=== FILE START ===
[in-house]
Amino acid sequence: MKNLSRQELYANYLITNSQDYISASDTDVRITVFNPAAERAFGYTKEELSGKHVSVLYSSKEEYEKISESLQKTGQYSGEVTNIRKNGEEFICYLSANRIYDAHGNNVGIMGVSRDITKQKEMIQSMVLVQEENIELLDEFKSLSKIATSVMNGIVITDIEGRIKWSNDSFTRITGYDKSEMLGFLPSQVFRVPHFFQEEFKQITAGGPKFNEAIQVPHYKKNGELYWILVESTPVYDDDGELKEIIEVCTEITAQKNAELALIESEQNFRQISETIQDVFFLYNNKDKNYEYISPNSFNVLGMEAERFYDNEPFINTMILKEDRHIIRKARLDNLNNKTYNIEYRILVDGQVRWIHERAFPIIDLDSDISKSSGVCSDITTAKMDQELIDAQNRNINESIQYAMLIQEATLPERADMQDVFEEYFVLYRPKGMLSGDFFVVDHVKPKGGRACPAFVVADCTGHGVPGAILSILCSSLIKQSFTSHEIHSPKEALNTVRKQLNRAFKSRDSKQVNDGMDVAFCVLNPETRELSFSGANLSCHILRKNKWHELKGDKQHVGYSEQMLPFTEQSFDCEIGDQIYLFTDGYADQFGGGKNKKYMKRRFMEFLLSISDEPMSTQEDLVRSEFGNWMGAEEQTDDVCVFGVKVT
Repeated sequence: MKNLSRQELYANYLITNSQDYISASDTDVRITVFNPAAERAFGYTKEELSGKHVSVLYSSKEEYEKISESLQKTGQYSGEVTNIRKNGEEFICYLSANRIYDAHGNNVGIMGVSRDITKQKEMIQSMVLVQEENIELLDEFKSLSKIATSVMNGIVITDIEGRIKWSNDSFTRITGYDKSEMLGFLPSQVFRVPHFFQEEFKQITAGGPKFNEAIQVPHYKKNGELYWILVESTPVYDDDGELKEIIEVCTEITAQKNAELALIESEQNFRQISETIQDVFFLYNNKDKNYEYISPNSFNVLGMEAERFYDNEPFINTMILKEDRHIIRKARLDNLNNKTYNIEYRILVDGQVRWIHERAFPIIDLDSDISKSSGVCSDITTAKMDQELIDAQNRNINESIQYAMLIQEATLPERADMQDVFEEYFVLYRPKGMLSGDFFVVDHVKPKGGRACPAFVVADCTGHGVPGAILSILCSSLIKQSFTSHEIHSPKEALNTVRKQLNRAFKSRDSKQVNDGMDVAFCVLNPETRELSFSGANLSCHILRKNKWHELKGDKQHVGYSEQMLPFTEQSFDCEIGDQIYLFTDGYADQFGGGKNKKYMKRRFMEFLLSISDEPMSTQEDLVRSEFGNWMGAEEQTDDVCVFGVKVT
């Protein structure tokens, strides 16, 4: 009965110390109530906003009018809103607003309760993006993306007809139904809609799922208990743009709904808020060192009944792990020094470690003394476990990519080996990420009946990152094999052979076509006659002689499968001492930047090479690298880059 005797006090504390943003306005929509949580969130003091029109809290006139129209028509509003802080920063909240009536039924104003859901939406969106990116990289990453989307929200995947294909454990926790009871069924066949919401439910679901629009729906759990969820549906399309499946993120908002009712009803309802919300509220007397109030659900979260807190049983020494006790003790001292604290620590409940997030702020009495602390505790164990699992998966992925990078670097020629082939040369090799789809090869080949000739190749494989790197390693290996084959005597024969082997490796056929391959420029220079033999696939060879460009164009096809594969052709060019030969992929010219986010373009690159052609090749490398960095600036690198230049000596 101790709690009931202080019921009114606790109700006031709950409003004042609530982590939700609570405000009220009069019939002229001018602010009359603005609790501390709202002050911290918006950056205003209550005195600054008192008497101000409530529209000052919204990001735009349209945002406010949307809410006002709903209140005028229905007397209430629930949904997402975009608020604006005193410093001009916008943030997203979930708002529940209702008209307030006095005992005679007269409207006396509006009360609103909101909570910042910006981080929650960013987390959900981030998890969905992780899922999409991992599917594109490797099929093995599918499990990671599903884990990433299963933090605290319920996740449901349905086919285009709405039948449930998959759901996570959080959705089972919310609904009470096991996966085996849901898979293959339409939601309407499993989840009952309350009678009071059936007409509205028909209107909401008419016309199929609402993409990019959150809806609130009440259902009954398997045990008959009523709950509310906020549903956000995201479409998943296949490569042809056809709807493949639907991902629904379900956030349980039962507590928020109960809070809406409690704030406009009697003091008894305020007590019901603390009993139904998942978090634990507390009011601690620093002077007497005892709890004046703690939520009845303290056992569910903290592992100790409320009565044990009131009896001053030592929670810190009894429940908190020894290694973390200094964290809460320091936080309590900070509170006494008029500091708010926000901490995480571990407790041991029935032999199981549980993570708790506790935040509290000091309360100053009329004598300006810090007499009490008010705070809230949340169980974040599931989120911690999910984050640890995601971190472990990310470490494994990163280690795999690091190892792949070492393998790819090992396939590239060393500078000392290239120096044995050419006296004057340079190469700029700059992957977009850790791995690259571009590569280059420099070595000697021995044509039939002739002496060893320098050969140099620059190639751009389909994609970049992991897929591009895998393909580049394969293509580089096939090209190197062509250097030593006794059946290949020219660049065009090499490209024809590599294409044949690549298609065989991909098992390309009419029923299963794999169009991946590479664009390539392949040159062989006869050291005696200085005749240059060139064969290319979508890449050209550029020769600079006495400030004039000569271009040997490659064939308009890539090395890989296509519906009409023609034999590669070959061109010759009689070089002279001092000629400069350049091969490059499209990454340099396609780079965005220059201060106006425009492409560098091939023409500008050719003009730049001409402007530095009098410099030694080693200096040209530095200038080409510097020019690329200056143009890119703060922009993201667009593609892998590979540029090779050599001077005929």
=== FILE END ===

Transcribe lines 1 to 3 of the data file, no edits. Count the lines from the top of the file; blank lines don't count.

[in-house]
Amino acid sequence: MKNLSRQELYANYLITNSQDYISASDTDVRITVFNPAAERAFGYTKEELSGKHVSVLYSSKEEYEKISESLQKTGQYSGEVTNIRKNGEEFICYLSANRIYDAHGNNVGIMGVSRDITKQKEMIQSMVLVQEENIELLDEFKSLSKIATSVMNGIVITDIEGRIKWSNDSFTRITGYDKSEMLGFLPSQVFRVPHFFQEEFKQITAGGPKFNEAIQVPHYKKNGELYWILVESTPVYDDDGELKEIIEVCTEITAQKNAELALIESEQNFRQISETIQDVFFLYNNKDKNYEYISPNSFNVLGMEAERFYDNEPFINTMILKEDRHIIRKARLDNLNNKTYNIEYRILVDGQVRWIHERAFPIIDLDSDISKSSGVCSDITTAKMDQELIDAQNRNINESIQYAMLIQEATLPERADMQDVFEEYFVLYRPKGMLSGDFFVVDHVKPKGGRACPAFVVADCTGHGVPGAILSILCSSLIKQSFTSHEIHSPKEALNTVRKQLNRAFKSRDSKQVNDGMDVAFCVLNPETRELSFSGANLSCHILRKNKWHELKGDKQHVGYSEQMLPFTEQSFDCEIGDQIYLFTDGYADQFGGGKNKKYMKRRFMEFLLSISDEPMSTQEDLVRSEFGNWMGAEEQTDDVCVFGVKVT
Repeated sequence: MKNLSRQELYANYLITNSQDYISASDTDVRITVFNPAAERAFGYTKEELSGKHVSVLYSSKEEYEKISESLQKTGQYSGEVTNIRKNGEEFICYLSANRIYDAHGNNVGIMGVSRDITKQKEMIQSMVLVQEENIELLDEFKSLSKIATSVMNGIVITDIEGRIKWSNDSFTRITGYDKSEMLGFLPSQVFRVPHFFQEEFKQITAGGPKFNEAIQVPHYKKNGELYWILVESTPVYDDDGELKEIIEVCTEITAQKNAELALIESEQNFRQISETIQDVFFLYNNKDKNYEYISPNSFNVLGMEAERFYDNEPFINTMILKEDRHIIRKARLDNLNNKTYNIEYRILVDGQVRWIHERAFPIIDLDSDISKSSGVCSDITTAKMDQELIDAQNRNINESIQYAMLIQEATLPERADMQDVFEEYFVLYRPKGMLSGDFFVVDHVKPKGGRACPAFVVADCTGHGVPGAILSILCSSLIKQSFTSHEIHSPKEALNTVRKQLNRAFKSRDSKQVNDGMDVAFCVLNPETRELSFSGANLSCHILRKNKWHELKGDKQHVGYSEQMLPFTEQSFDCEIGDQIYLFTDGYADQFGGGKNKKYMKRRFMEFLLSISDEPMSTQEDLVRSEFGNWMGAEEQTDDVCVFGVKVT